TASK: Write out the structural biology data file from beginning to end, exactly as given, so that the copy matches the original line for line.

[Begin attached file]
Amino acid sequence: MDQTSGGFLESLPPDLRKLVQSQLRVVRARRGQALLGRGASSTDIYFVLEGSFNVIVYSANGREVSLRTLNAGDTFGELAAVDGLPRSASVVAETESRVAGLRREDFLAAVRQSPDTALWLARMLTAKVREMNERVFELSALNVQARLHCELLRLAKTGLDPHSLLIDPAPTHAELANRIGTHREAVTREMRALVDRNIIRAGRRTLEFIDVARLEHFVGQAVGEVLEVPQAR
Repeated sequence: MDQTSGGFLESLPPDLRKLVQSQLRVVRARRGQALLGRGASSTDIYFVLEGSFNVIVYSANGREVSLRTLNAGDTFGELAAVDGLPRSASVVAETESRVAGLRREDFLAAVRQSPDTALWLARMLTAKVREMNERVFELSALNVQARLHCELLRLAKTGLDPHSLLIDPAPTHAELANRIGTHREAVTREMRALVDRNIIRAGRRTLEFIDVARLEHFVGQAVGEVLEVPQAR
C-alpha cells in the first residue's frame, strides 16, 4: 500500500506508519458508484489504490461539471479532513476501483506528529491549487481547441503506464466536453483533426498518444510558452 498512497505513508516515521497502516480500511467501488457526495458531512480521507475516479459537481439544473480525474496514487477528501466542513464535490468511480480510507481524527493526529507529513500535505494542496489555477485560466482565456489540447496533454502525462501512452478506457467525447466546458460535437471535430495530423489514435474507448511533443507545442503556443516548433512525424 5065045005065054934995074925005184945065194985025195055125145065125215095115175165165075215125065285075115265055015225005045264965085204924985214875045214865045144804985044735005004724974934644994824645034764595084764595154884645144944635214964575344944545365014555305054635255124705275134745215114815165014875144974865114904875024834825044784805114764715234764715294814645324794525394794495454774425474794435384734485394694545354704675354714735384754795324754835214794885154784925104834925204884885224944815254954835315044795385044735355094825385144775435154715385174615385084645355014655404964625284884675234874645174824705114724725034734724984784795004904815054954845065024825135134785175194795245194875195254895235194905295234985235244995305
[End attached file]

Amino acid sequence: MDQTSGGFLESLPPDLRKLVQSQLRVVRARRGQALLGRGASSTDIYFVLEGSFNVIVYSANGREVSLRTLNAGDTFGELAAVDGLPRSASVVAETESRVAGLRREDFLAAVRQSPDTALWLARMLTAKVREMNERVFELSALNVQARLHCELLRLAKTGLDPHSLLIDPAPTHAELANRIGTHREAVTREMRALVDRNIIRAGRRTLEFIDVARLEHFVGQAVGEVLEVPQAR
Repeated sequence: MDQTSGGFLESLPPDLRKLVQSQLRVVRARRGQALLGRGASSTDIYFVLEGSFNVIVYSANGREVSLRTLNAGDTFGELAAVDGLPRSASVVAETESRVAGLRREDFLAAVRQSPDTALWLARMLTAKVREMNERVFELSALNVQARLHCELLRLAKTGLDPHSLLIDPAPTHAELANRIGTHREAVTREMRALVDRNIIRAGRRTLEFIDVARLEHFVGQAVGEVLEVPQAR
C-alpha cells in the first residue's frame, strides 16, 4: 500500500506508519458508484489504490461539471479532513476501483506528529491549487481547441503506464466536453483533426498518444510558452 498512497505513508516515521497502516480500511467501488457526495458531512480521507475516479459537481439544473480525474496514487477528501466542513464535490468511480480510507481524527493526529507529513500535505494542496489555477485560466482565456489540447496533454502525462501512452478506457467525447466546458460535437471535430495530423489514435474507448511533443507545442503556443516548433512525424 5065045005065054934995074925005184945065194985025195055125145065125215095115175165165075215125065285075115265055015225005045264965085204924985214875045214865045144804985044735005004724974934644994824645034764595084764595154884645144944635214964575344944545365014555305054635255124705275134745215114815165014875144974865114904875024834825044784805114764715234764715294814645324794525394794495454774425474794435384734485394694545354704675354714735384754795324754835214794885154784925104834925204884885224944815254954835315044795385044735355094825385144775435154715385174615385084645355014655404964625284884675234874645174824705114724725034734724984784795004904815054954845065024825135134785175194795245194875195254895235194905295234985235244995305